|Year : 2016 | Volume
| Issue : 4 | Page : 341-343
Posttraumatic giant fronto-orbito encephalocele causing cosmetic disfiguring forehead swelling with proptosis: Management
Guru Dutta Satyarthee, Amandeep Kumar
Department of Neurosurgery, Neurosciences Centre, All Institute of Medical Sciences, New Delhi, India
|Date of Web Publication||3-Feb-2017|
Guru Dutta Satyarthee
Department of Neurosurgery, #714, Neurosciences Centre, All India Institute of Medical Sciences, New Delhi
Source of Support: None, Conflict of Interest: None
| Abstract|| |
Fracture of the anterior skull base can occur following head injury. Growing skull fracture is usually observed in children under age of 3-years. It commonly involves frontal and parietal regions. However, orbit involvement is extremely uncommon. Authors report a case of giant orbital encephalocele with a forehead disfiguring swelling in a 4-years boy, who sustained head injury about 3½ years back. However, such delayed presentation of traumatic encephalocele is extremely uncommon and represents the first case in the Western literature, who had a successful postoperative outcome.
Keywords: Fronto-orbital growing skull fracture, management forehead swelling, orbital extension
|How to cite this article:|
Satyarthee GD, Kumar A. Posttraumatic giant fronto-orbito encephalocele causing cosmetic disfiguring forehead swelling with proptosis: Management. J Pediatr Neurosci 2016;11:341-3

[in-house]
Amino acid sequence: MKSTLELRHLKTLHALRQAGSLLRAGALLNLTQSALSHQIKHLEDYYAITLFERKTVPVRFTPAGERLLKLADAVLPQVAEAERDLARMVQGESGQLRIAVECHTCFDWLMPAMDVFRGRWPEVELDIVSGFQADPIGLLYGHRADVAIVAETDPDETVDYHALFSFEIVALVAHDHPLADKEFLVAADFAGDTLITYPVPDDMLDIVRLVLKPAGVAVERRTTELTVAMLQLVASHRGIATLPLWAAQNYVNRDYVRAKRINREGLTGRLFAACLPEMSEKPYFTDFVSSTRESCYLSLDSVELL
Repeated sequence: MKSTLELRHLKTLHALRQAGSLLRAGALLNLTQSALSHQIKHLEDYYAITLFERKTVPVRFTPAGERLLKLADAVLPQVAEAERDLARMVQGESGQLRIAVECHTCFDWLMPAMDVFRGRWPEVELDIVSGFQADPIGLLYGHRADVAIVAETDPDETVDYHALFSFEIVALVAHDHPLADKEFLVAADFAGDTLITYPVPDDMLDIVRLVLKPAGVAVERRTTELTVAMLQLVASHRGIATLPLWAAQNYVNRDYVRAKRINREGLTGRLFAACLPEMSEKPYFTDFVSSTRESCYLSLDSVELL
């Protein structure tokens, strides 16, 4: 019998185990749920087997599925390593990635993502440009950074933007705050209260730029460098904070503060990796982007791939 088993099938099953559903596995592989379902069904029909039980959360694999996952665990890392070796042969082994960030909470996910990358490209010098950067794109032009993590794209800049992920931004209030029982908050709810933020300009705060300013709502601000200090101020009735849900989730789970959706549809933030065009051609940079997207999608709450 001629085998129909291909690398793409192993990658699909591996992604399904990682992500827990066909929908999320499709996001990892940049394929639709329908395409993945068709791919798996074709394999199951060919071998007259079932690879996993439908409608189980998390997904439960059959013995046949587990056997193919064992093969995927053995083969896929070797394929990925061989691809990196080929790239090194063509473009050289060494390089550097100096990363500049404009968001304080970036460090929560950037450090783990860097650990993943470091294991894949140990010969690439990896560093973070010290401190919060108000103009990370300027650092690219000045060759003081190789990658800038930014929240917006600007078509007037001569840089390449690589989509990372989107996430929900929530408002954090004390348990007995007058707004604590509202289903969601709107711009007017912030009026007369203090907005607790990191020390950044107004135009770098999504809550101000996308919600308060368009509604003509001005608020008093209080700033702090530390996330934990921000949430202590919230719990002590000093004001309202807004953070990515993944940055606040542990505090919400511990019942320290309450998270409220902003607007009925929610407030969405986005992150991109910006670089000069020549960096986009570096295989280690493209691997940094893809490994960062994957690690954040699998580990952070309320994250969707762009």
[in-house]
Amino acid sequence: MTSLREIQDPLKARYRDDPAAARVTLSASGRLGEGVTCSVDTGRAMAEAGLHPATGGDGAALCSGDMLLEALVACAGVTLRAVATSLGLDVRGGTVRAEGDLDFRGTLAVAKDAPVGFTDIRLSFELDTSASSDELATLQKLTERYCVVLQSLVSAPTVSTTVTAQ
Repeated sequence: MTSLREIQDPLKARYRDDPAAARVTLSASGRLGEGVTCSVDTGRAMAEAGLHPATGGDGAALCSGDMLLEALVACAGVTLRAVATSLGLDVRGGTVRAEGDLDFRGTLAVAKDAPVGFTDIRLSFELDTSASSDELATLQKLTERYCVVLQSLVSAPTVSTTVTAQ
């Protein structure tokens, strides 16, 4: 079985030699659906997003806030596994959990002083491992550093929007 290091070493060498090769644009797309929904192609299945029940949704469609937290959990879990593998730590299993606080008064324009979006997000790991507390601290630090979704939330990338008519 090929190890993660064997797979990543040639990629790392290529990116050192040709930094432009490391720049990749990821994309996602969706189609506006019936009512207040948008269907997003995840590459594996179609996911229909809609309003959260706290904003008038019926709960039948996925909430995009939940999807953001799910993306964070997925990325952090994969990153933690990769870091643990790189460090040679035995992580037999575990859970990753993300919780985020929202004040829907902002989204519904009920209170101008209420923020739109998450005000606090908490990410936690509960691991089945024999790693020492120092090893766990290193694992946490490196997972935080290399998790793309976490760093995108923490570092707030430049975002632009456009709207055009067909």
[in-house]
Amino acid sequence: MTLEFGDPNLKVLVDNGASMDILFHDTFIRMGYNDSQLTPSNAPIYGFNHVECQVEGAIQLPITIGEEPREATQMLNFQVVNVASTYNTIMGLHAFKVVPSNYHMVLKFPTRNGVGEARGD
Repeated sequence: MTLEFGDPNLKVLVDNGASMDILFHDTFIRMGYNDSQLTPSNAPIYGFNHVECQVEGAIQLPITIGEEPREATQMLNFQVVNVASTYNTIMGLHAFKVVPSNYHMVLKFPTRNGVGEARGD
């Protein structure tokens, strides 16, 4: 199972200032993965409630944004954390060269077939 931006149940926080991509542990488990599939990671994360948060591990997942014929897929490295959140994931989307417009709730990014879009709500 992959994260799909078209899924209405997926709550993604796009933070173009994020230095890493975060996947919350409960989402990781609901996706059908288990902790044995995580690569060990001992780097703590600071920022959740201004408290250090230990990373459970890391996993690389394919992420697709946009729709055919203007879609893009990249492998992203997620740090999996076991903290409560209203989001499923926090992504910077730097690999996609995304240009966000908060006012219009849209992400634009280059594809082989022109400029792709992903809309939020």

| Introduction|| |
Growing skull fracture is unusual complication of head injury. Growing fractures rarely develop in the skull base. It commonly involves frontal or parietal bones. Involvements of orbit are extremely rare.,,,,, In the most of reported orbital growing fracture, defect in such cases is usually small and often limited to the orbital roof only. These cases commonly present with proptosis and visual symptoms. However, such fracture also extending through orbit and frontal region causing forehead swelling and proptosis is not reported previously. Authors report the first case in the world literature. The pathophysiology of growing skull fracture is still debated. A dural tear underlying a skull fracture is widely believed to be the initiating event. Suri and Mahapatra observed the presence of orbital fracture and associated dural tear was observed in both the cases. Suri and Mahapatra also concluded frontonasal brain injury play an important role in the growing skull fracture pathogenesis.
| Case Report|| |
A 4-year-old boy presented with progressive swelling over the right frontal region and right upper eyelid. He has a history of fall from bed at the age of 6 months. Since then the swelling was noticed. There was no history of cerebrospinal fluid (CSF) leak. The swelling was tender, soft, and compressible. It was pulsatile and not covered with bone. The bony defect was palpable around the swelling which was irregular and extended down to the roof of the orbit. The lower margin could not be palpated. Neurological examination was normal. Although there was ptosis in the right eye, the vision was intact in his right eye. All this was suggestive of a growing skull fracture of the right fonto-orbital region.